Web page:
Have you not discriminated among yourselves and become judges with evil thoughts? (James 2:4)

ERIC LOVED BEING PASTOR at New Hope, but he’d never learn how to love what the recession was doing to so many of his parishioners. In the suburban community he had served before, most recessions were temporary blips on the radar screen. Here, a recession meant layoffs. His blue-collar congregation was growing in numbers but not in economic well-being. To make things more challenging, the church had an antiquated bylaw that required deacons to wear suits and ties to serve communion. That eliminated several of the new and younger deacons from taking a leadership role in that part of the service. It seemed especially odd because a few of them had come to faith in Jesus Christ after long discussions with Eric in which he had assured them that their economic straits would never lessen their value to God or His people.

James made it a point to remind first-century Christians that outward appearances and economic differences could never be standards for fellowship in the early church. That kind of discrimination would needlessly fragment relationships between believers, people from all sorts of backgrounds who desperately needed each other in a dangerous time.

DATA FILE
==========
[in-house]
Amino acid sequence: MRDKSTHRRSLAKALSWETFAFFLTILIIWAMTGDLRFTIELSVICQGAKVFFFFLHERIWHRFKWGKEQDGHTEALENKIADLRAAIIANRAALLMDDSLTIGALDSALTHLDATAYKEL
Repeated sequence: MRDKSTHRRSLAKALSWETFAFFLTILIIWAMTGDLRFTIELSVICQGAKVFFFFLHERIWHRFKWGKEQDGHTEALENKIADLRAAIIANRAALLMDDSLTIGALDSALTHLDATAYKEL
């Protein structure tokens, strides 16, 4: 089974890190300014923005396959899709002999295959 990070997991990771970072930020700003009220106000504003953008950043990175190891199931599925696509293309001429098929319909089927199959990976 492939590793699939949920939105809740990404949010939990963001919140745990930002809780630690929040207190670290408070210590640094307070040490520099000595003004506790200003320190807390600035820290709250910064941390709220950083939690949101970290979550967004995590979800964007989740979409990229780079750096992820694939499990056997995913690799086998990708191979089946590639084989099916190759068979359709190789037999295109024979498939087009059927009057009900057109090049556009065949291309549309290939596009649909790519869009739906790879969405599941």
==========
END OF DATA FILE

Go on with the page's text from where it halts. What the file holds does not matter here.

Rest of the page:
Thankfully, Eric’s challenge to the outdated suit edict met with unanimous support. The people at New Hope made an undeniable statement that they valued each other far more than they did appearances.

Ponder: “Do I judge people based on outward appearances?”

Steve Wamberg is a husband, dad, writer, and pastor who loves preaching, teaching, music, coffee, and Nebraska football.

© 2018 Wesleyan Publishing House. Reprinted from Light from the Word. Used by permission.